Don't panic. If you've never seen a clinical paper before, and almost no one has before they work in the industry, the first place to look is the abstract, which is located on the front page of the clinical paper and is a summary of the key information and findings that are presented in it. At the top of the page is the title of the paper, the authors, the publishers, and other information. Then, the abstract has a summary of the key findings in the clinical paper.
Here are the ma in points to cover in your sales pitch using the abstract.
The exercise below will take you through a practice role-play using a clinical paper covering the key findings in the clinical paper on XYZ Eye Drops.
Rep: Doctor, in the past you've shared your concerns about overprescribing eyes drops for patients to the point of dependency.
THE Package Insert (PI) The "bible" of every product, information included in the PI is the only information a sales rep can provide to doctors. Anything else is off-label.
Doctor: That's correct. I prefer they don't use eye drops at all.
Rep: I understand. That's why I brought this study to share with you today. Do you have about three minutes for me to walk through the important points?
Doctor: Okay, but make it quick.
Rep: The title of the study is "Dry, Itchy Eye: Dependency on Eye Drops," by John Smith, MD and John Doe, MD. It appeared in the December 2004 issue of the ABC Journal of Medicine. It was 21-day, randomized, double-blind, placebo-controlled, multi-center study. There were 345 patients, ages 1 to 52, with moderate to severe dry, itchy eyes. Patients were randomized to receive one drop per day of XYZ Eye Drops or placebo for 21 days. The endpoint measure was patient eye comfort. All patients reported improvement at 48 hours. Thirteen (13) patients continued to need XYZ Eye Drops on an as-needed basis. The remaining patients needed XYZ Eye Drops sporadically, based on the season and allergy flare-ups. Only two (2) patients reported a need for continual use.
Doctor: That's interesting.
Rep: Doctor, does this information alleviate your concerns at all?
Rep: Is there any other information you need to see to make you more comfortable prescribing eye drops?
Doctor: No, I guess not.
Rep: When your patients need relief from dry, itchy eyes, you can feel comfortable prescribing XYZ Eye Drops because it has a fast onset of action, is safe and effective, and has the most convenient dosing available. The guidelines of care for dry, itchy eyes state, "once-daily eye drops are the standard of care." Doctor, based on the information you've seen in this study, will you prescribe XYZ Eye Drops to your patients with dry, itchy eyes?"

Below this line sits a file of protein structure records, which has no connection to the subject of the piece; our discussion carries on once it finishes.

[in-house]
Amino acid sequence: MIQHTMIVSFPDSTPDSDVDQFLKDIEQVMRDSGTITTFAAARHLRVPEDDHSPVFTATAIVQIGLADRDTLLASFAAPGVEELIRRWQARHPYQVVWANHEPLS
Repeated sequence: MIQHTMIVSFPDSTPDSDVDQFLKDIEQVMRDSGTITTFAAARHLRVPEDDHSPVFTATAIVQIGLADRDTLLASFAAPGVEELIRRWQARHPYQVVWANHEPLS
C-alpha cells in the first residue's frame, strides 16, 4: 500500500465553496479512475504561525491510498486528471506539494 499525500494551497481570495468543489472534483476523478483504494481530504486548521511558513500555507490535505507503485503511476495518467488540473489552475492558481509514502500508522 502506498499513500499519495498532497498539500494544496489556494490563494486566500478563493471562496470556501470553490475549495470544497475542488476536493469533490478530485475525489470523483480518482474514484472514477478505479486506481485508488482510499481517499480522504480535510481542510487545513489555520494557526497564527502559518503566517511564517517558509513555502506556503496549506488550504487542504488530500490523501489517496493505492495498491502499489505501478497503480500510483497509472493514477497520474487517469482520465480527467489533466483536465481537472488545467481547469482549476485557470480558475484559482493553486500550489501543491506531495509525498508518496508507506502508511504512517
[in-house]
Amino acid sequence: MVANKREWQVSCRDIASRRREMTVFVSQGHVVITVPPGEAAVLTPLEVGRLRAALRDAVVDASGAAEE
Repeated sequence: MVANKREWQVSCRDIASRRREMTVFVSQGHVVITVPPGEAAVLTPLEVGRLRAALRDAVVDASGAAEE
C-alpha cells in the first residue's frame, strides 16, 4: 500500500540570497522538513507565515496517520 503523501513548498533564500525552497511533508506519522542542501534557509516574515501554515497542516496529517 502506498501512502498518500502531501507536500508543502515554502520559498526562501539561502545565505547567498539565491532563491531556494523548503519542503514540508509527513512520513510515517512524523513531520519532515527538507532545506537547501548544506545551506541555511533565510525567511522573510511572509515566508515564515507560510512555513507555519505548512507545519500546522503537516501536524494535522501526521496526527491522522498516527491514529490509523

Doctor: Yes. I will.
Rep: That's great. How many samples can I leave you today?
All of the information in the role-play above is clearly spelled out in the clinical paper on XYZ Eye Drops. (See "Clinical Paper")
Present these points and you've hit a home run. You can use a worksheet to break down a clinical paper into a compelling sales message. You can bullet point all the pertinent information from the clinical paper and finish your sales pitch with the marketing message of the product. Clinical papers are very powerful tools in detailing and provide the scientific results to support and reinforce the messages on the detail piece.
The PI is the "bible" for a drug. It must be included in every box of samples left with a prescriber. The PI covers:
The PI lists all the information that was required and approved by the FDA. In short, the PI is the labeling or prescribing information for a drug. The information approved on the PI is the only information a sales representative can provide to prescribers. It is an excellent resource and is often used in detailing by sales representatives when a prescriber asks questions like, "What does the PI say about visual disturbance with your drug?" "Have you ever heard of anyone getting a rash when using your drug?" You would look in the precautions and adverse events section for this information.
Sometimes a doctor will want to know more about a drug, or has a specific question not addressed in the PI. One thing you can do is send a request to the Drug Information Services department of your company for a literature search to answer these questions for the doctor.
The PI is also used in detailing by sales reps when comparing their drug to a competitor's drug. For example, you might compare the incidence of headache or gastric distress for your drug with a competitor's product. Often the PI has charts showing some of the more common side effects and the incidence of these side effects. Sometimes prescribers will ask how a side effect of your drug compares with your competitor. You can find out by comparing the PI for both drugs.
Catherine Kaputa is a career coach, personal branding strategist, and the founder of SelfBrand in New York. She can be reached at Catherine@selfbrand.com. Lynn Zimmerman is the founder and president of Pharma Mindshare, a sales training and consulting company specializing in the pharma industry, in Montgomery Village, Maryland. She can be reached at firstname.lastname@example.org.